Electric vehicles (EVs) do not produce carbon dioxide through driving. Because of this, many people wrongly assume that they are emissions free vehicles, but this is not the case. Emissions from EVs fall into two categories: Life cycle emissions, and beyond tailpipe emissions.
Life cycle emissions of an EV are an important, and often overlooked fact. While EVs produce less driving emissions than cars powered through internal combustion, their life cycle emissions are higher. Life cycle emissions are byproducts of production and disposal. They take into account things like mining lithium for battery production, as well as disposing of said batteries once the car is finished.
While it is a well-known fact that EVs do not produce tailpipe emissions (and well advertised), they are still responsible for some carbon dioxide as a result of the electricity they use. Depending on the part of the world you live in, electricity is produced in different ways. Much of Alberta's electricity is produced through coal and natural gas, meaning EVs in Alberta have fairly high emissions. Conversely, almost all of Ontario's electricity is supplied through nuclear power and hydroelectricity, meaning that EVs have very few upstream emissions. Below is a CO2 calculator for the United States. Plug in a zip code and a car, and you can see how the emissions vary by area.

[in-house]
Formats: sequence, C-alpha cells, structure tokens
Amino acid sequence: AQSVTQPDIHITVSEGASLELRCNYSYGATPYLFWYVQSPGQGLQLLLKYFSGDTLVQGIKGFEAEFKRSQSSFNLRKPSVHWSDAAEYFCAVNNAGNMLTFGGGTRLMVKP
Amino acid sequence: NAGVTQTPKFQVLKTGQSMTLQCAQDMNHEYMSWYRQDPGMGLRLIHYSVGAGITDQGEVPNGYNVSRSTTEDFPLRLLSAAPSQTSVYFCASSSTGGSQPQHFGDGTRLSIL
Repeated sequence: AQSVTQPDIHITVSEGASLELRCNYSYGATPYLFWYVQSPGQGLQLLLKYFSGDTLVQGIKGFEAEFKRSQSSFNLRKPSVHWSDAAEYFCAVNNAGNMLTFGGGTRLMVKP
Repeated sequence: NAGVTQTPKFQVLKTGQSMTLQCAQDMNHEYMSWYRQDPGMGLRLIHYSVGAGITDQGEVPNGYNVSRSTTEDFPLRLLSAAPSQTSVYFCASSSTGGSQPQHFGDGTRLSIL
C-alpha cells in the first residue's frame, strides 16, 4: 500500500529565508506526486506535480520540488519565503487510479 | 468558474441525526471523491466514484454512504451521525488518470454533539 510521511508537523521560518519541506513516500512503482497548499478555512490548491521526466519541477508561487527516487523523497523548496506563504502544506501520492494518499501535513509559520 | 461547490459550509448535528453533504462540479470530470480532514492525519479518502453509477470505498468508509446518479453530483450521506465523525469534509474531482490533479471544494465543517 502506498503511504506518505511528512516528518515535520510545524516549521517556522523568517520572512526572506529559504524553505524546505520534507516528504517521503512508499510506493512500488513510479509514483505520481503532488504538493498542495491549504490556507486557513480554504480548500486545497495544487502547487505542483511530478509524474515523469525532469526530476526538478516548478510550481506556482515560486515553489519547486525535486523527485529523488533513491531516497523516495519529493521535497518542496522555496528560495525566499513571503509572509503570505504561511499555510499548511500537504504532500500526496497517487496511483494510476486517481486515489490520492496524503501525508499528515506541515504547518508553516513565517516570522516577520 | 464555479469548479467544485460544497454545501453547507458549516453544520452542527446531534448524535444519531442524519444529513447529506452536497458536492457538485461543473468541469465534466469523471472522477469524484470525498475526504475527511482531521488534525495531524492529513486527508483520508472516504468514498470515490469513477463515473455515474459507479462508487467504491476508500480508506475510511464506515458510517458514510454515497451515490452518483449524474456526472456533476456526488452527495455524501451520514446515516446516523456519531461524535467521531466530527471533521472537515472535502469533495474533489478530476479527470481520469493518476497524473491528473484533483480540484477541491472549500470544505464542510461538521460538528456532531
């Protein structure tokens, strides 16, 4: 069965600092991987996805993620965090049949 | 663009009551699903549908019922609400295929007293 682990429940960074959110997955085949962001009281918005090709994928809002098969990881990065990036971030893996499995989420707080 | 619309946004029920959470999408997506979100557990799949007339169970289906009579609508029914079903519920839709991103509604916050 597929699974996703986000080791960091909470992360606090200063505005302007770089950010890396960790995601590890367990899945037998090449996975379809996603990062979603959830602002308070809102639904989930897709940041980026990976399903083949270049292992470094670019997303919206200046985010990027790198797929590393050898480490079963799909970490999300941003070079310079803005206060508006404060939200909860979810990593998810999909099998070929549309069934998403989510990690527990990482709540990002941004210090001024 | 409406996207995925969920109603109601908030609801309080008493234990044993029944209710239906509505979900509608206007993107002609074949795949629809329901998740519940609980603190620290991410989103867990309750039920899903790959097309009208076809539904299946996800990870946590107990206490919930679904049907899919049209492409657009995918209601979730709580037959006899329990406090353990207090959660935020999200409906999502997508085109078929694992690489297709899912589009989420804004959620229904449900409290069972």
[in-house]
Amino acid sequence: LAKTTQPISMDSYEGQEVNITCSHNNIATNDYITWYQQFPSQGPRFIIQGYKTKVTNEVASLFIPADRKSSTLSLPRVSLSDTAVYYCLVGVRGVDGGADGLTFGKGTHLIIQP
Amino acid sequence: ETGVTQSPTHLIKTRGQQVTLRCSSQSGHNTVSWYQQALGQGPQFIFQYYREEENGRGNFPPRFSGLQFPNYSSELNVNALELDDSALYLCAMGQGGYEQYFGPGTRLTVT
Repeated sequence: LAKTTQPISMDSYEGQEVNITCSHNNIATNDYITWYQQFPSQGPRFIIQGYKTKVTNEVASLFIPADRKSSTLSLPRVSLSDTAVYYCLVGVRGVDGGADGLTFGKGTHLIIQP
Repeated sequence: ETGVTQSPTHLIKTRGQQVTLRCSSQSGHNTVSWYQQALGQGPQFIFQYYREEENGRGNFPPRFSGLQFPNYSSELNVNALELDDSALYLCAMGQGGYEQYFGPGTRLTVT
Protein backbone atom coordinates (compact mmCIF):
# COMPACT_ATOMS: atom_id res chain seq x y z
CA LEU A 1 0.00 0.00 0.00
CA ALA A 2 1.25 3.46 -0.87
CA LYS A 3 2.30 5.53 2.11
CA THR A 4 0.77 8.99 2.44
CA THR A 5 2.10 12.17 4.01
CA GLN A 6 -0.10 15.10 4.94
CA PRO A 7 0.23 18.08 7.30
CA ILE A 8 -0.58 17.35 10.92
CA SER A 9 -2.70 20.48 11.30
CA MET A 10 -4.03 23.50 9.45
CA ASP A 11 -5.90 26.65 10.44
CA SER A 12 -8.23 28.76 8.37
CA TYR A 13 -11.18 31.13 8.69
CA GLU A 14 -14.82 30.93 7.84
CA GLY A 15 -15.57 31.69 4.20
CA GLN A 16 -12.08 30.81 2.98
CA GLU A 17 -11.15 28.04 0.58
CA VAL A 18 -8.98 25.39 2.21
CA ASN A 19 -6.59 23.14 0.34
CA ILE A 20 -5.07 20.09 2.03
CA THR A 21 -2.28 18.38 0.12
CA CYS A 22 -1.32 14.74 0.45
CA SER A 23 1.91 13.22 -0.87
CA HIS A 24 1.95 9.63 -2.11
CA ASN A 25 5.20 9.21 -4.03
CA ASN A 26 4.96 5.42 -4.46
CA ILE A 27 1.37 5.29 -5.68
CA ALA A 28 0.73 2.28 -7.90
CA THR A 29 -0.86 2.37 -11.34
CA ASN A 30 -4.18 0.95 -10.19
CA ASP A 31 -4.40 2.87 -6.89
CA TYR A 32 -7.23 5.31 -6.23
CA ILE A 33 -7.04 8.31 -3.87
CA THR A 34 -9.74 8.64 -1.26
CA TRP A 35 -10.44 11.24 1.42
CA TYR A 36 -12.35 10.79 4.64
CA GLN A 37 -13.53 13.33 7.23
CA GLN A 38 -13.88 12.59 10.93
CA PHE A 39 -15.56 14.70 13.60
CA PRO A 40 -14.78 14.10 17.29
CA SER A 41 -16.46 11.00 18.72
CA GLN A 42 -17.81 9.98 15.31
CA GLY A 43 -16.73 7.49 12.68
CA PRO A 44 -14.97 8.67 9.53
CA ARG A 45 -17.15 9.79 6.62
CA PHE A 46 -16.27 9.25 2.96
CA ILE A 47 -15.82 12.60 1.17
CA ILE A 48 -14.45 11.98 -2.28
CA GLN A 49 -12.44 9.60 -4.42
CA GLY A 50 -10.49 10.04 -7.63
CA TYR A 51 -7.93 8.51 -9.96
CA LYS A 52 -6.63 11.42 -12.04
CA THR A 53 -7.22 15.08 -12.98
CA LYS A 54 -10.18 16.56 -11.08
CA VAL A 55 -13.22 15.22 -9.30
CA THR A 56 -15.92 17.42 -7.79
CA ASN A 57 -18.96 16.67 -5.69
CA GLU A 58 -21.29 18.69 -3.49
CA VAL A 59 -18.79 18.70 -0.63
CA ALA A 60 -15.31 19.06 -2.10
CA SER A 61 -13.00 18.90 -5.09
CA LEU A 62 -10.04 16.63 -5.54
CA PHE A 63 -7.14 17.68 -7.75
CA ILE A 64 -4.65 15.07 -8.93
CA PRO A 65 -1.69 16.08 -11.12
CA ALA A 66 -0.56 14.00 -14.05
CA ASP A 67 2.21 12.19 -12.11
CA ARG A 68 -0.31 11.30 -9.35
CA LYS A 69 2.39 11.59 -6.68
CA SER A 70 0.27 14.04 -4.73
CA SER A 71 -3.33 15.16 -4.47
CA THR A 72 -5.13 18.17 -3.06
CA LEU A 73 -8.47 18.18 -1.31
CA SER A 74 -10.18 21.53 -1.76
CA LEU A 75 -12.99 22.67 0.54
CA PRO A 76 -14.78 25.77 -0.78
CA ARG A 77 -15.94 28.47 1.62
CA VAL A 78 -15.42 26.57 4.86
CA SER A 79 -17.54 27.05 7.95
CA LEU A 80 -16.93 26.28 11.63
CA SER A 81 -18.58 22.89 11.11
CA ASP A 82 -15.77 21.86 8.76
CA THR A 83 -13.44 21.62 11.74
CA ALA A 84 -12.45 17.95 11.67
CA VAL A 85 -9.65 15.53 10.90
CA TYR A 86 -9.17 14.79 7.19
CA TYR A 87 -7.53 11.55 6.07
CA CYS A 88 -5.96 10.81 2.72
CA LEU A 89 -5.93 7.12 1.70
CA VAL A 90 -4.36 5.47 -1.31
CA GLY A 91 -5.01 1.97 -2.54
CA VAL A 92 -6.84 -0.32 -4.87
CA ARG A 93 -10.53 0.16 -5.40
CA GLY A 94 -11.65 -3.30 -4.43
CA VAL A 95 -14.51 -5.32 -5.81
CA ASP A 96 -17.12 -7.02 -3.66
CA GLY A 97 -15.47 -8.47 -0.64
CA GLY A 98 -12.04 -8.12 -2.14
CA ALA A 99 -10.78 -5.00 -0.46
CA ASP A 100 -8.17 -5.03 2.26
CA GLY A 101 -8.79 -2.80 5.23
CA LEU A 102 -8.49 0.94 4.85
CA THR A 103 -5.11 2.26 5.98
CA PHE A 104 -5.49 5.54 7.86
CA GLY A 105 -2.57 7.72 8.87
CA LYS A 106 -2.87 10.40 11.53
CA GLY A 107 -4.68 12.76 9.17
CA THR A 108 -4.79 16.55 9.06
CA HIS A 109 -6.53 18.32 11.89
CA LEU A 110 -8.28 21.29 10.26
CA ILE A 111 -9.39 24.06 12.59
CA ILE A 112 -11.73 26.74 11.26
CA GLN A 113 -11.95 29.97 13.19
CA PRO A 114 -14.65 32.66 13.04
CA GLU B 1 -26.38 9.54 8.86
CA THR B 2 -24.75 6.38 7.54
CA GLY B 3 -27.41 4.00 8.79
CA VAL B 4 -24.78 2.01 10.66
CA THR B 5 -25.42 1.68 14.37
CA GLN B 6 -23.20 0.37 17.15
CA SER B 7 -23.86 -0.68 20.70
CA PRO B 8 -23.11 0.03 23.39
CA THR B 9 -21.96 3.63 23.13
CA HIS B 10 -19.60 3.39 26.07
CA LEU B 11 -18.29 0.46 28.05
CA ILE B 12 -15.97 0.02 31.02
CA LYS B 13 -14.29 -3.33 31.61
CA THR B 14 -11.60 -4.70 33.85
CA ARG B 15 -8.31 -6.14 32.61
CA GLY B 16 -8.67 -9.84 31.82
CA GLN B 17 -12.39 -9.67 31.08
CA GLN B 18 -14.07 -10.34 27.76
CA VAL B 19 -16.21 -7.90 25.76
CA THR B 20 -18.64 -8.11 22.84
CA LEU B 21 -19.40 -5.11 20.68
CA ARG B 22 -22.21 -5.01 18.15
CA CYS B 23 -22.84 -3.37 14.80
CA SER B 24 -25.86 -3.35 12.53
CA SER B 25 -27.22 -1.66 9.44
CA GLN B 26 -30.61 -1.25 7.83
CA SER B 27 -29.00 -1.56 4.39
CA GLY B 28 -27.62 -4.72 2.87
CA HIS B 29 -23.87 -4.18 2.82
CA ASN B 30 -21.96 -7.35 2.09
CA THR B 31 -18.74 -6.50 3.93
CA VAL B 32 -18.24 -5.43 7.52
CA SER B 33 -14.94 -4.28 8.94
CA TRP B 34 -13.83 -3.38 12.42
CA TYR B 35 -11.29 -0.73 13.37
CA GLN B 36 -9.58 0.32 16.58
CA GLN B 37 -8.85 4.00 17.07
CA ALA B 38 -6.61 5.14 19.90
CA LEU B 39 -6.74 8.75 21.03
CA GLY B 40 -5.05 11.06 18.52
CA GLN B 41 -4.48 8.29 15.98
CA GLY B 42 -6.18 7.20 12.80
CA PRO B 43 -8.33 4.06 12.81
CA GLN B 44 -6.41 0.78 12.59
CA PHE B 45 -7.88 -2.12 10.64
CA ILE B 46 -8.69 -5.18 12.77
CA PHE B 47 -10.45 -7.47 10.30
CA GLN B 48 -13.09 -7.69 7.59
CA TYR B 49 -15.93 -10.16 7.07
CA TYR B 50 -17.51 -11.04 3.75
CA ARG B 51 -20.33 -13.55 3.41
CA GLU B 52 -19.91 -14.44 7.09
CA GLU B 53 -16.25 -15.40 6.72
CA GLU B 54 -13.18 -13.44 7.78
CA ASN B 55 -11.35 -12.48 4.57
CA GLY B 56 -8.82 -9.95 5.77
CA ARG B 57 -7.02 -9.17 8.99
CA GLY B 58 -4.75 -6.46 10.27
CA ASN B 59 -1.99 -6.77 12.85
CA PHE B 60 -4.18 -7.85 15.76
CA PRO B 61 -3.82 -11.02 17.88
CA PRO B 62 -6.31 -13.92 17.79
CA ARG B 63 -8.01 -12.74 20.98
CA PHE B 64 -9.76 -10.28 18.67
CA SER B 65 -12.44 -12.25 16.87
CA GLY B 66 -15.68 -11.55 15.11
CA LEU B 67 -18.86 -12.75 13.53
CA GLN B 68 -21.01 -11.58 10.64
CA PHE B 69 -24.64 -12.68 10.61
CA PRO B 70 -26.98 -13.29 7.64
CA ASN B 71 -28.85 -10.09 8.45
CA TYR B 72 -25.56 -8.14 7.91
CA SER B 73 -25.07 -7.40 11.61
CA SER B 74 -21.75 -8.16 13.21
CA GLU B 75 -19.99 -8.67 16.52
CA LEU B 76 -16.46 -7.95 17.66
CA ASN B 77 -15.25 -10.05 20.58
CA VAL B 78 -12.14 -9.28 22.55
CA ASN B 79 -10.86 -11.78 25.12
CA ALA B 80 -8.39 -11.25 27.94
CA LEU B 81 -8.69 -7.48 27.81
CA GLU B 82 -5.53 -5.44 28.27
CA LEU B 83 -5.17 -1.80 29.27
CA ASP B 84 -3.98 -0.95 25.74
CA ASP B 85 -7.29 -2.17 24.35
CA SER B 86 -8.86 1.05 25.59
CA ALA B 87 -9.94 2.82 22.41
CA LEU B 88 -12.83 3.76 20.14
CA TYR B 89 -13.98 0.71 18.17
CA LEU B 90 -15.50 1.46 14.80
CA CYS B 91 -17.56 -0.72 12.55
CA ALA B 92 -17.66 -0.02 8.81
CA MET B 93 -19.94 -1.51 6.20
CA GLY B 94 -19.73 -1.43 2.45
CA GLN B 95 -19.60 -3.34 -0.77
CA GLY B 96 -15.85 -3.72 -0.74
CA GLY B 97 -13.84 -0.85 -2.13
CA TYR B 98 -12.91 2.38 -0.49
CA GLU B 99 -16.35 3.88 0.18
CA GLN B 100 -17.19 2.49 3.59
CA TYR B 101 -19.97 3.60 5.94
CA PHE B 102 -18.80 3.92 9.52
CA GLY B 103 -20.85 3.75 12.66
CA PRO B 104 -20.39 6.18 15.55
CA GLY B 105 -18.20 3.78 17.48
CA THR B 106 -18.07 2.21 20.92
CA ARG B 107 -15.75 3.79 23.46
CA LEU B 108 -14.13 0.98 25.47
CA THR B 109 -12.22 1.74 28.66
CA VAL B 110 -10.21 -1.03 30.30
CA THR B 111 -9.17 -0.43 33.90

On the left of the chart, they provide a comparison for the "average" new vehicle. What they are actually showing you is the CO2 (measured in grams) per mile of a 24 mpg vehicle. Fuel efficient cars like the Volkswagen Golf TDI achieve a much more impressive 206 g/mile of CO2.
|Los Angeles, CA||90011|
|New York City, NY||11226|
The United States Department of Energy and Environmental Protection Agency have created the following website to help understand electric vehicle emissions: